Background cDC1 cells are a subset of antigen presenting cells highly specialized in cell-associated antigen crosspresentation.1 The presence of this DC population in human cancer correlates with good patient prognosis and response to immunotherapy.2 Mice that are ontogenically deficient in cDC1 or crosspresenting mechanisms fail to effectively prime antitumor immune responses and therefore show poor response to immunotherapy.3-6 The mechanisms by which cDC1 support immunity during immunotherapy mediated responses have not been well defined.
Methods Using XCR-1-DTR venus mice we were able to track and deplete at will cDC1 cells at different time points during immunotherapy. Tumor growth studies were performed with different types of immunotherapies (adoptive T cell transfer, anti-PD-1, anti-CD13 and anti-CTLA-4 mAbs). Flow cytometry and multiplex immunofluorescence were used to characterize CD8 T cell responses and intravital imaging was used to track the behavior of cDC1 and antitumor CD8 T cells.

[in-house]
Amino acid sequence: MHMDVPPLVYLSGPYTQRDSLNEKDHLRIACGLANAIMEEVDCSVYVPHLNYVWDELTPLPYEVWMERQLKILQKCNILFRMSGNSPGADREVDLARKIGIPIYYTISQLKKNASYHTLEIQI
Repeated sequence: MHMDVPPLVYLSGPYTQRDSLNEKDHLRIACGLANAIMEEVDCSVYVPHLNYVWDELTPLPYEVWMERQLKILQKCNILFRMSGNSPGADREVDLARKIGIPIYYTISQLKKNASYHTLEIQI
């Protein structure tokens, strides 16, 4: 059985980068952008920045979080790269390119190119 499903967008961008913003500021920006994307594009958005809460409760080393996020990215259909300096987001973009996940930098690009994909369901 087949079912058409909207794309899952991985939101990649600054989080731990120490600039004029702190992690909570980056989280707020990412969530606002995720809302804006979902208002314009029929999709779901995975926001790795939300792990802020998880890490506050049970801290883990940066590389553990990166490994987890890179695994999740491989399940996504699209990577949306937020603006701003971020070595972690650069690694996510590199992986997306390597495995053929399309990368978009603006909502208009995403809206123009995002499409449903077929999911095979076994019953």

Results The presence of cDC1 cells was an absolute requirement at the onset of immunotherapy for most of the therapies tested but once the first dose of immunotherapy their absence had lesser impact on the antitumor response. We observed that immunotherapy affected cDc1 migratory capacities and interaction with anti-tumor T cells and that cDC1 were important to maintain a pool of TCF7+ CD8 cells in the TDLN and to some extent in the tumor preventing T cell exhaustion during immunotherapy.
Conclusions cDC1 presence is important during the onset of various immunotherapies to maintain CD8 T cell stemness and as a consequence to allow tumor rejection. However once immunotherapy has already been established cDC1 requirement is less pronounced.
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Ethics Approval All animal experimentation have been approved by the institutional animal research ethics committee and the regional government.
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